Which means most of these installations will be done with a 40A breaker and appropriate cable/wires (e.g., 8 AWG NM or UF cable). Which means the disconnect must be at least 40A. Disconnects are available in only a few sizes because the primary protection, with a very specific rating to match the wire and equipment, is provided by breakers in the panel and not by the disconnect.

Because these disconnects are so standard - only 2 sizes (30A or 60A), needed for every HVAC installation (and sometimes for other types of equipment), they are really very inexpensive. Looking at Home Depot, I see a range of ~ $ 15 to $ 30, depending on brand, 30A vs. 60A and some other factors. Not a lot of money compared to the HVAC equipment or even wire costs. The only ones that cost more are ones with a convenience GFCI receptacle included. That is actually a nice way to also take care of the requirement (relatively new) of having an available 120V receptacle within a certain distance (I believe 25') of HVAC equipment, which can be used for refrigerant recovery or other servicing needs.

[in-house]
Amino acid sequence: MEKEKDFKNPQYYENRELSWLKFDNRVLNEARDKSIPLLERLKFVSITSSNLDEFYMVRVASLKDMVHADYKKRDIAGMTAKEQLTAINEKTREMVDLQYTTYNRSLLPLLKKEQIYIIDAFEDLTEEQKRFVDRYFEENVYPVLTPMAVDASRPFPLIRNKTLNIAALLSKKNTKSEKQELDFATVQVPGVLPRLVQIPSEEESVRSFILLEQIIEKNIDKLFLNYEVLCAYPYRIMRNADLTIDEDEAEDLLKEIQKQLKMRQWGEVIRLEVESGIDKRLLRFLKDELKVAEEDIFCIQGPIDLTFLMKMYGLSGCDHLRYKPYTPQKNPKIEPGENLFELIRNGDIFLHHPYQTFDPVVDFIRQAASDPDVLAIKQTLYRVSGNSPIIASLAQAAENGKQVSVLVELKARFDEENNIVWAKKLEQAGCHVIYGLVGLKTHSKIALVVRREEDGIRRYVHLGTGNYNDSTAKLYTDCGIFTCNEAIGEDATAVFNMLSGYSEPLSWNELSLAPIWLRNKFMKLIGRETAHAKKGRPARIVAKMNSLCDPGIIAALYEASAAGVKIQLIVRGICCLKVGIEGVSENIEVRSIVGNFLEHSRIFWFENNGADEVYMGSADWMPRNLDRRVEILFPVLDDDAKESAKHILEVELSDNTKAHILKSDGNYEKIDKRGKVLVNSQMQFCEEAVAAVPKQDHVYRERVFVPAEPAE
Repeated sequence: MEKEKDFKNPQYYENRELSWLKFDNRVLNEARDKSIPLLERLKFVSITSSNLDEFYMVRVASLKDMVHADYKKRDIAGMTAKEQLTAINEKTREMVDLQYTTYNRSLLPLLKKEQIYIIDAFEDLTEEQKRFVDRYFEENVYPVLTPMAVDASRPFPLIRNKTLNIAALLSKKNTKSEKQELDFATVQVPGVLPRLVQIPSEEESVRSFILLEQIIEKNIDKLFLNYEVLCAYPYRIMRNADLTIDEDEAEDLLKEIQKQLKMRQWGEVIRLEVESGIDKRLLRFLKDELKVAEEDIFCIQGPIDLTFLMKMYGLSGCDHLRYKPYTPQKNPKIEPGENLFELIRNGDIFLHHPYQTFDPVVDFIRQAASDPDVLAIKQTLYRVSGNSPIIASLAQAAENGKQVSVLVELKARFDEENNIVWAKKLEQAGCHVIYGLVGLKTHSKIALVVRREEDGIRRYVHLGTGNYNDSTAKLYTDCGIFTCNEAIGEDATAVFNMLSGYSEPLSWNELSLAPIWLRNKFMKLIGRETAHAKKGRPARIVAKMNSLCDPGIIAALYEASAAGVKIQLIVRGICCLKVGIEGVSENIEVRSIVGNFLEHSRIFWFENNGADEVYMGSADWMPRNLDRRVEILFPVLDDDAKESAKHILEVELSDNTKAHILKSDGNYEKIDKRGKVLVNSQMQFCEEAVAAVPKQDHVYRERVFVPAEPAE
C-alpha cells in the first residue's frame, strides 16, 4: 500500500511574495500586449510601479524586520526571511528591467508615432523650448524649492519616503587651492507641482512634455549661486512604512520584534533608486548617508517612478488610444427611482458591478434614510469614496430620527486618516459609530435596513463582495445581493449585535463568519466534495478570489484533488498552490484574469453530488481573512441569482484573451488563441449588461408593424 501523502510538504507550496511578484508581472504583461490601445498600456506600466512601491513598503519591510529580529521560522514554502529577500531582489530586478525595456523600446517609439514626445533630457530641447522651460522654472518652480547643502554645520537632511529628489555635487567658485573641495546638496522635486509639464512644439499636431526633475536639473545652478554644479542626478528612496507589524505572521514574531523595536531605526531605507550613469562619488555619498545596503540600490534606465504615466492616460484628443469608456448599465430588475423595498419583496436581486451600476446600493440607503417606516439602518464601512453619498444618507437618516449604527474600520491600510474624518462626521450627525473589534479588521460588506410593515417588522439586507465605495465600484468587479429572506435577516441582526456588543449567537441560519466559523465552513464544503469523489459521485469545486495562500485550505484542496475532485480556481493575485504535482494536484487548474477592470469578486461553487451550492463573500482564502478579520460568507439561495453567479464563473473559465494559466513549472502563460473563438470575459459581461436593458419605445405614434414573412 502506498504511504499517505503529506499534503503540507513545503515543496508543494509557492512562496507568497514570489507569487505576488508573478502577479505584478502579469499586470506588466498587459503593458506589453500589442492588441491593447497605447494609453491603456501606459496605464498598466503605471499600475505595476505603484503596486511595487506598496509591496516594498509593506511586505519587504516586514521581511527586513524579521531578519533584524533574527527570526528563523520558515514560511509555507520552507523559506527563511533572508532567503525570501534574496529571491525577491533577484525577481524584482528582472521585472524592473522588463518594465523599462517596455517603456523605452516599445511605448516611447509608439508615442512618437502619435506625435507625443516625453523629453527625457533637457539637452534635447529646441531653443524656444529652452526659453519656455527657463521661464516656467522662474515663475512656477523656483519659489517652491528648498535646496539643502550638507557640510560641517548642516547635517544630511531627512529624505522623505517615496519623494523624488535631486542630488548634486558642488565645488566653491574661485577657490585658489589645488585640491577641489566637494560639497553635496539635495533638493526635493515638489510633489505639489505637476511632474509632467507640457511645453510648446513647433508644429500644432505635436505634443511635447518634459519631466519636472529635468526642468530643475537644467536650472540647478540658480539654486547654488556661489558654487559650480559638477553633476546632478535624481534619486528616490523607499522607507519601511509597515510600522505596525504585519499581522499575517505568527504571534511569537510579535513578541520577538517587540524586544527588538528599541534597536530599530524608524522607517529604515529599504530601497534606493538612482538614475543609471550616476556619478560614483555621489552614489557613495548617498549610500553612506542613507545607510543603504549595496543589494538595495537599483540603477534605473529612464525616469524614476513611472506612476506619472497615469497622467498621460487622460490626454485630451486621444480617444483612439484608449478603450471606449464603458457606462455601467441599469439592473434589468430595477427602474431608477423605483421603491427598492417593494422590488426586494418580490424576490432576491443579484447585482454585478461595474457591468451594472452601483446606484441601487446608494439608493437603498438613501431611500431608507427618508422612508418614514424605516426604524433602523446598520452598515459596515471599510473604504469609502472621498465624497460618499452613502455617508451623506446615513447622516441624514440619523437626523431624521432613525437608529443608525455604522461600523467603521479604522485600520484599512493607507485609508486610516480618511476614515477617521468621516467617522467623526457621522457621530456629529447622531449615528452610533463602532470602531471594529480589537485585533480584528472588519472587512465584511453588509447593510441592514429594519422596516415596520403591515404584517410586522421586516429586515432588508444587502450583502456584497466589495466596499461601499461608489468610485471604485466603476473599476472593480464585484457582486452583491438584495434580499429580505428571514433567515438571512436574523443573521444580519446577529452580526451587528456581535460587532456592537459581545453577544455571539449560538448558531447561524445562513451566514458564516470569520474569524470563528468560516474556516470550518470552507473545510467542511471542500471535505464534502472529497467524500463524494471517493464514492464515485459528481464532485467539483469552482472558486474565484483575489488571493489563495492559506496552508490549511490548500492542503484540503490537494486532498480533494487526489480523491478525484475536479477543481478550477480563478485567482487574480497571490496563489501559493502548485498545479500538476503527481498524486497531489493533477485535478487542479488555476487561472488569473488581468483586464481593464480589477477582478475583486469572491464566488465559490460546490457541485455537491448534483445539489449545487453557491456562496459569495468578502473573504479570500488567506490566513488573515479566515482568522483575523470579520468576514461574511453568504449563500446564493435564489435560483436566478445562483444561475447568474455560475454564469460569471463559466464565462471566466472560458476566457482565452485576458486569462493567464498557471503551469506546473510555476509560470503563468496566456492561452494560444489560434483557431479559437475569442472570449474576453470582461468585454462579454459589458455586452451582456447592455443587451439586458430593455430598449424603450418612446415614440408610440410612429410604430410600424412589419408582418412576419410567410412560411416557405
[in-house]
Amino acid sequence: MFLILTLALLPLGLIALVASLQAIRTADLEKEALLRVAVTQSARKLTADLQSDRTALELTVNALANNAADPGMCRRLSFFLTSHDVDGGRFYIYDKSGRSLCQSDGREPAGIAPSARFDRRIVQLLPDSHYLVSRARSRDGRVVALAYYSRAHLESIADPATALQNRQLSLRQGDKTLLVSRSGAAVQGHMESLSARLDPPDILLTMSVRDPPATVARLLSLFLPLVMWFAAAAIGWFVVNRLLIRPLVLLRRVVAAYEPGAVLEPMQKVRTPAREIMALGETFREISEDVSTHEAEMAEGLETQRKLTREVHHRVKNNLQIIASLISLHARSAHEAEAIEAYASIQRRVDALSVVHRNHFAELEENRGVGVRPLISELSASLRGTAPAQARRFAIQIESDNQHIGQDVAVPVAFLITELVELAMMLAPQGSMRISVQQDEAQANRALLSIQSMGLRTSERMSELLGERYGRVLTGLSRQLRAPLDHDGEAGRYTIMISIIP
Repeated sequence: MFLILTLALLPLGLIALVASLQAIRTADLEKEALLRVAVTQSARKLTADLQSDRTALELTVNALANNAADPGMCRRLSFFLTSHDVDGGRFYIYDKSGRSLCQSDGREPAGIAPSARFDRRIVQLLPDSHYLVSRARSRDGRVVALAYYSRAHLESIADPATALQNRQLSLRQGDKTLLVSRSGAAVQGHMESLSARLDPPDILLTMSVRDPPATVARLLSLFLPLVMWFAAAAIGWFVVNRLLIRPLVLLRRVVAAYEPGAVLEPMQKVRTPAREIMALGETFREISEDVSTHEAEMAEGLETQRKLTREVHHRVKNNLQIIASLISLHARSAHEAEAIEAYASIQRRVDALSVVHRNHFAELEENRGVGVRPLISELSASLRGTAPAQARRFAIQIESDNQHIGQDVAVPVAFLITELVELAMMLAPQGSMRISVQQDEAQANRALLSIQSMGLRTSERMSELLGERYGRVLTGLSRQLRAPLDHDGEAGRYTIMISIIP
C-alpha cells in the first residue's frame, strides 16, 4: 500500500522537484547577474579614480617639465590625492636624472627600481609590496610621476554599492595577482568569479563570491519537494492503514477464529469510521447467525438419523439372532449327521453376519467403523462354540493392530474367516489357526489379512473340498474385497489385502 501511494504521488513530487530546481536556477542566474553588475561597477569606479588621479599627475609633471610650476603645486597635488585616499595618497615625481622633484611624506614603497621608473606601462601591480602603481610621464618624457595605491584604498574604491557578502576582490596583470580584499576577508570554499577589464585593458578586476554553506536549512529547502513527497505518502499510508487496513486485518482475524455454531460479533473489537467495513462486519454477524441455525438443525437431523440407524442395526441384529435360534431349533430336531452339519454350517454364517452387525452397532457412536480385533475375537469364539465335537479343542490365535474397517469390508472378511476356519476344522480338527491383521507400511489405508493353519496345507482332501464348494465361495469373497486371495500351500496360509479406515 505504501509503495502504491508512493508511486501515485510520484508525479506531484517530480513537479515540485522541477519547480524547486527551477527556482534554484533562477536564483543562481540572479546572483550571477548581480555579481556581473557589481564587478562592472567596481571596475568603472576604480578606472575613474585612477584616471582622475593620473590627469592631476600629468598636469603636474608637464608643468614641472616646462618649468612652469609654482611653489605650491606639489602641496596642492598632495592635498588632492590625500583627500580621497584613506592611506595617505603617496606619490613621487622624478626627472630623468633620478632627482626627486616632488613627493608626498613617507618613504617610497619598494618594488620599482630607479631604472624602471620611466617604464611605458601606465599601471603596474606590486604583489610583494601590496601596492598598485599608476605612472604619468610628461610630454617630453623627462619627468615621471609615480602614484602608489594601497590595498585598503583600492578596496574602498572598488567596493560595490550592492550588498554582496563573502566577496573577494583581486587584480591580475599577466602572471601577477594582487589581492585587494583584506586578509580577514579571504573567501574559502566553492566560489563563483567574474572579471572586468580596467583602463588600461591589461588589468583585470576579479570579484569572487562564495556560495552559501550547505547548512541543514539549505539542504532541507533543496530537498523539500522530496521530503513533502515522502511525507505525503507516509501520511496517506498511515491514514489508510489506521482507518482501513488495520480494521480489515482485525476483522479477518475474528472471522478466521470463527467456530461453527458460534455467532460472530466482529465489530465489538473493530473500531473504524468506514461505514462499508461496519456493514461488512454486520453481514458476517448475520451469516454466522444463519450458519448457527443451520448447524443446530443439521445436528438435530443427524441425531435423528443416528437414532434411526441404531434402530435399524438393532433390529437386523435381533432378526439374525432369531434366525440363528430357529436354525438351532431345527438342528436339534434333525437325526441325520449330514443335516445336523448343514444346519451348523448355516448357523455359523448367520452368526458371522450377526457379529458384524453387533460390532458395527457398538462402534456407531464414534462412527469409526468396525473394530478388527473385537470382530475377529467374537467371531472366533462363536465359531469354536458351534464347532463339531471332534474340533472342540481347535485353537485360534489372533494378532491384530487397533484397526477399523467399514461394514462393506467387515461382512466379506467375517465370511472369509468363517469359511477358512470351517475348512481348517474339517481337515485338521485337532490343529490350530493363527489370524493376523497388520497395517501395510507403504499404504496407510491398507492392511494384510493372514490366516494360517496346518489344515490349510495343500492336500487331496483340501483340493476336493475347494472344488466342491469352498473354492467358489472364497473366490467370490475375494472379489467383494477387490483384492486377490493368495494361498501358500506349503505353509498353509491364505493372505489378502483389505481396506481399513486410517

This is actually the exact same issue as "main panel breaker size" when using a "main panel" as a subpanel for an outbuilding. The main breaker in the panel is only functioning as a disconnect. So you might have a 60A or similar feed, depending on how much power you need in the outbuilding and on how much power is available in the service after doing a Load Calculation on the main building, but the panel in the outbuilding can easily be a 200A panel with a 200A main breaker. And that's just fine.

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    I have 60A non-fused disconnects on my 15A heat pump circuits. In 2020 they were under $10 each, looks like the price went up a bit; nobody even stocked the smaller size, and the overcurrent protection is the 15A two-pole breaker. +1
    – Ecnerwal
    Nov 2, 2023 at 14:40
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    I always use the 60A QO ones regardless of the circuit size, because they are so nicely constructed and still under $20. +1
    – KMJ
    Nov 2, 2023 at 16:51
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    MCA is generally the actual minimum ampacity for circuit sizing purposes AIUI Nov 3, 2023 at 2:35